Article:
1. An exciting part of it is how rebates to child-citizens could be handled. Imagine if a third was given to the parents immediately, a third was put in government bonds until the child was 18 (starting capital for adult life!), and a third was put into a Social Security/Thrift account. While weaning America off oil, we could create a generation of capitalists!

  2. I do not like this idea. It takes more that it give back and I think that we pay way too much taxes now. How and who will oversee this money, the government? They are already on record by their actions, that they are not trustworthy of proper use of the money they already receive. Why do we want to give them more to misuse?!!!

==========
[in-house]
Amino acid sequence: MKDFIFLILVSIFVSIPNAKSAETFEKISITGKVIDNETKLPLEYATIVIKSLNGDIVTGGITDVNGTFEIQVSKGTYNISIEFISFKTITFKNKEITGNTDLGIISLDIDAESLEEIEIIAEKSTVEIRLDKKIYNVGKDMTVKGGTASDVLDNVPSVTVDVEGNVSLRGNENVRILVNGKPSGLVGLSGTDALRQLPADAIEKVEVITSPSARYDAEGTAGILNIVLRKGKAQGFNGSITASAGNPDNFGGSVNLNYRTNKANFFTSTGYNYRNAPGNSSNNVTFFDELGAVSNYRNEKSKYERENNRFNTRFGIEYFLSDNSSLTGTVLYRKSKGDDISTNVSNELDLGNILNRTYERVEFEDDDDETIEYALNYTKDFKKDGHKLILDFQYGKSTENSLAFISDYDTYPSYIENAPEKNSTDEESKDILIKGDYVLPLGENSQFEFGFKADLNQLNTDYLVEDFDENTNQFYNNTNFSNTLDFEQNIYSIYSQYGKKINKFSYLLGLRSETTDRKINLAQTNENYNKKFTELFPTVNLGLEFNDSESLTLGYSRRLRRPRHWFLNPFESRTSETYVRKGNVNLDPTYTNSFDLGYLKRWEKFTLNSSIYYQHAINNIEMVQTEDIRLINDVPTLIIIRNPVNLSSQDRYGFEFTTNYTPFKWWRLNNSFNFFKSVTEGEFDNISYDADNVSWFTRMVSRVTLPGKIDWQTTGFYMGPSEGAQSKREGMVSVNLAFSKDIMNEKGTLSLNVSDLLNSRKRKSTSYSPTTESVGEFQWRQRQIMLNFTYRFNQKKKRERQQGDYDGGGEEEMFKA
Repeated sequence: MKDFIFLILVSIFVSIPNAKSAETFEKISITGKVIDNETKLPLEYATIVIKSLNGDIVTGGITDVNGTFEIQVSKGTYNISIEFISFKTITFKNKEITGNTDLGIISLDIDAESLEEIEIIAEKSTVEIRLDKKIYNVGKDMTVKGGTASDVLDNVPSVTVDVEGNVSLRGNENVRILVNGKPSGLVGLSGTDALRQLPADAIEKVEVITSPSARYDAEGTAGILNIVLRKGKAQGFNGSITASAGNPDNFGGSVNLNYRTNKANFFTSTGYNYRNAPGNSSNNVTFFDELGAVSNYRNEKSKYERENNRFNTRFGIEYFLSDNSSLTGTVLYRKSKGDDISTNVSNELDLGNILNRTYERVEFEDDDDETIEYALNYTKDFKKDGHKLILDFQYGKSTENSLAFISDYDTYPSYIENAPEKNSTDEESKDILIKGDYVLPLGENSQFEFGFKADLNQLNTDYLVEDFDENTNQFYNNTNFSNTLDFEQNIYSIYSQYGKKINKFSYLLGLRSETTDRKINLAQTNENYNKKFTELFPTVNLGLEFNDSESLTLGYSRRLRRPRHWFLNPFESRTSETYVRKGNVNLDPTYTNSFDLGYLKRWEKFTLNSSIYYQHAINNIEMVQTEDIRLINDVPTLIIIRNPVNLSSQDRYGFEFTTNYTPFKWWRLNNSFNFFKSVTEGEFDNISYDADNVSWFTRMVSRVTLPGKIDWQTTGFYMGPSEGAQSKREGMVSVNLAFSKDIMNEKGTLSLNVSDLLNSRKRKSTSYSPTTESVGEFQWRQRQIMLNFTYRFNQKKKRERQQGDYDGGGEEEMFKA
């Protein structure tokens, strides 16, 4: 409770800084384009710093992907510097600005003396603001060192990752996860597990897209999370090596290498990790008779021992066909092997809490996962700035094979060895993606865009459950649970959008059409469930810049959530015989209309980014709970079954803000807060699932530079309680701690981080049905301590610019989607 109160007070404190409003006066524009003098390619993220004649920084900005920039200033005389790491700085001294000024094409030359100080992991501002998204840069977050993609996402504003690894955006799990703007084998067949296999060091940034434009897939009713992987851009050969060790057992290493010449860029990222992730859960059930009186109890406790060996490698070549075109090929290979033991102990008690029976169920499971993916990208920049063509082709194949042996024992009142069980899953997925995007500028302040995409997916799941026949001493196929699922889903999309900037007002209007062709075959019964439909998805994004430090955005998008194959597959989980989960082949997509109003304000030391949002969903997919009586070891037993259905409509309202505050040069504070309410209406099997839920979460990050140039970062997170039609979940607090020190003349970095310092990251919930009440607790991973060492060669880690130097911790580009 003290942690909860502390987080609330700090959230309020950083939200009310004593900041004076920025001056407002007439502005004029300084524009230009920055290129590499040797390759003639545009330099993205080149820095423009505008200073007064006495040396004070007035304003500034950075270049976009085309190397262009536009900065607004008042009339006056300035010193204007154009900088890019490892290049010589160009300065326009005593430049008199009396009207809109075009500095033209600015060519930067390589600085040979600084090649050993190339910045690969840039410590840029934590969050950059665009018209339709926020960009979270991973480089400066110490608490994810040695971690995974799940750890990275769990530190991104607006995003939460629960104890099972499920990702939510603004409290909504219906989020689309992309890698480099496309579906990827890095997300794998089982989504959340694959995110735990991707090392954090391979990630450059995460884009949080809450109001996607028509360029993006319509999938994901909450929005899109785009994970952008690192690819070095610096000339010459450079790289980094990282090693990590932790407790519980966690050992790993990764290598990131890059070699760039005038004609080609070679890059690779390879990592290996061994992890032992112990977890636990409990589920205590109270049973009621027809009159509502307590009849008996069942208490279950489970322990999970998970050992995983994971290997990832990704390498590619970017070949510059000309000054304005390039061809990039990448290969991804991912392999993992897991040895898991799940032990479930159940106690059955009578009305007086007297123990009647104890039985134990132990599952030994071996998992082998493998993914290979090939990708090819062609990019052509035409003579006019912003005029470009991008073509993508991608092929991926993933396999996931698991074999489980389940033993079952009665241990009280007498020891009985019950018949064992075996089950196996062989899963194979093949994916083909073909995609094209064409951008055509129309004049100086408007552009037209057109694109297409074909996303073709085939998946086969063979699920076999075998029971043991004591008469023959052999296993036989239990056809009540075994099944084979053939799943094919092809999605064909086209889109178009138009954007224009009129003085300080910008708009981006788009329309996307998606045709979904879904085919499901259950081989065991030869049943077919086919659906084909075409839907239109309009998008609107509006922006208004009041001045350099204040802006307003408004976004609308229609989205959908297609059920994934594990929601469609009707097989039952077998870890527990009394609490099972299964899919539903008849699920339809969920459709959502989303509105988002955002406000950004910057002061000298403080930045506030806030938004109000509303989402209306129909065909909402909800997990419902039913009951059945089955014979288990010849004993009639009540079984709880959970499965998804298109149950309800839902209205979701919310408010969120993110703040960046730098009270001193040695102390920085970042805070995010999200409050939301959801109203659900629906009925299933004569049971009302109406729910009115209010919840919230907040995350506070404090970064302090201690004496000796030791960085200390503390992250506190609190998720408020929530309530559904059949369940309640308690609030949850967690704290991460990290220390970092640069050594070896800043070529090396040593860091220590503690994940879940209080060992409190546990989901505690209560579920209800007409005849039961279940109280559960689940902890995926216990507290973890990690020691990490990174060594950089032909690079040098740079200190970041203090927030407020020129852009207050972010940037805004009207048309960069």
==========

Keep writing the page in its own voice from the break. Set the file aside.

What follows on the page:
I am apposed to any additional taxes and some that are already inplace. I would like to see the social security program privatized and put under the control of process that will prevent it being raided by the government to make their balance look good.

    It could be done and ever account would be invested and the interest would increase the value of the account. A management fee of a modest and proper percentage like 1% of each account per year would be more than enough. Any one who outlives their account would be supplimented by a general account the would be the left over amount of accounts the outlive the owners and their current spouse (legal husband or wife by marriage).

    This is my offering.

  3. As a welfare mom, I'm thinkin' about have a whole bunch more babies.


    Pump prices have been going up all month and demand for gasoline is highest it has ever been in the month of April. Sooooo – it's still too cheap.